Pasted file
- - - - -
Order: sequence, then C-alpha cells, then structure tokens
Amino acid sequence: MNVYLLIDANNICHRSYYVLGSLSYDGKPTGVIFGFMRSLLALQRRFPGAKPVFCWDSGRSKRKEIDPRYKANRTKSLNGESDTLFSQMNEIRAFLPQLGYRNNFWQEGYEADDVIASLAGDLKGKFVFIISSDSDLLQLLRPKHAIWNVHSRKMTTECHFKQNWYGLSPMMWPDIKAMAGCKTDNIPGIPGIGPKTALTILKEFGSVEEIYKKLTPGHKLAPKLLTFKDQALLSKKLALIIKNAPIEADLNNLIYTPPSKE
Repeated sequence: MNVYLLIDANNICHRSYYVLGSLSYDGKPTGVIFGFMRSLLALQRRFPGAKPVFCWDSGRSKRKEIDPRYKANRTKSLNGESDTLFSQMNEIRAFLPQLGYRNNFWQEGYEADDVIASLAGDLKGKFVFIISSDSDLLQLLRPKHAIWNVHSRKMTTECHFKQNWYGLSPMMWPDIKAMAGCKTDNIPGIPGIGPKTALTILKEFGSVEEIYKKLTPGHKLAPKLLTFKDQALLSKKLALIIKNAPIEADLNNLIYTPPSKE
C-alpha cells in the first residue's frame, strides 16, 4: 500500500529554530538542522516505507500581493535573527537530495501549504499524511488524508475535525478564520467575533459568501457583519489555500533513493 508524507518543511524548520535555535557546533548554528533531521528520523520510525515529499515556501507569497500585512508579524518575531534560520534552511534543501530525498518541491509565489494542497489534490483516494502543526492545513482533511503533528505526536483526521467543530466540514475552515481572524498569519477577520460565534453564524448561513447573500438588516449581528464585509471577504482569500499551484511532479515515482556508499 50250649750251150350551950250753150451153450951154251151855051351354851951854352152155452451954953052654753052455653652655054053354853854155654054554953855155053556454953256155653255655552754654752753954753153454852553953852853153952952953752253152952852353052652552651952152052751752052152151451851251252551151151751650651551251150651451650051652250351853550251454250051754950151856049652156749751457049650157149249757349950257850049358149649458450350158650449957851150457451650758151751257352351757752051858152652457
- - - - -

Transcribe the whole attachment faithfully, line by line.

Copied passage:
Order: sequence, then C-alpha cells, then structure tokens
Amino acid sequence: MNVYLLIDANNICHRSYYVLGSLSYDGKPTGVIFGFMRSLLALQRRFPGAKPVFCWDSGRSKRKEIDPRYKANRTKSLNGESDTLFSQMNEIRAFLPQLGYRNNFWQEGYEADDVIASLAGDLKGKFVFIISSDSDLLQLLRPKHAIWNVHSRKMTTECHFKQNWYGLSPMMWPDIKAMAGCKTDNIPGIPGIGPKTALTILKEFGSVEEIYKKLTPGHKLAPKLLTFKDQALLSKKLALIIKNAPIEADLNNLIYTPPSKE
Repeated sequence: MNVYLLIDANNICHRSYYVLGSLSYDGKPTGVIFGFMRSLLALQRRFPGAKPVFCWDSGRSKRKEIDPRYKANRTKSLNGESDTLFSQMNEIRAFLPQLGYRNNFWQEGYEADDVIASLAGDLKGKFVFIISSDSDLLQLLRPKHAIWNVHSRKMTTECHFKQNWYGLSPMMWPDIKAMAGCKTDNIPGIPGIGPKTALTILKEFGSVEEIYKKLTPGHKLAPKLLTFKDQALLSKKLALIIKNAPIEADLNNLIYTPPSKE
C-alpha cells in the first residue's frame, strides 16, 4: 500500500529554530538542522516505507500581493535573527537530495501549504499524511488524508475535525478564520467575533459568501457583519489555500533513493 508524507518543511524548520535555535557546533548554528533531521528520523520510525515529499515556501507569497500585512508579524518575531534560520534552511534543501530525498518541491509565489494542497489534490483516494502543526492545513482533511503533528505526536483526521467543530466540514475552515481572524498569519477577520460565534453564524448561513447573500438588516449581528464585509471577504482569500499551484511532479515515482556508499 50250649750251150350551950250753150451153450951154251151855051351354851951854352152155452451954953052654753052455653652655054053354853854155654054554953855155053556454953256155653255655552754654752753954753153454852553953852853153952952953752253152952852353052652552651952152052751752052152151451851251252551151151751650651551251150651451650051652250351853550251454250051754950151856049652156749751457049650157149249757349950257850049358149649458450350158650449957851150457451650758151751257352351757752051858152652457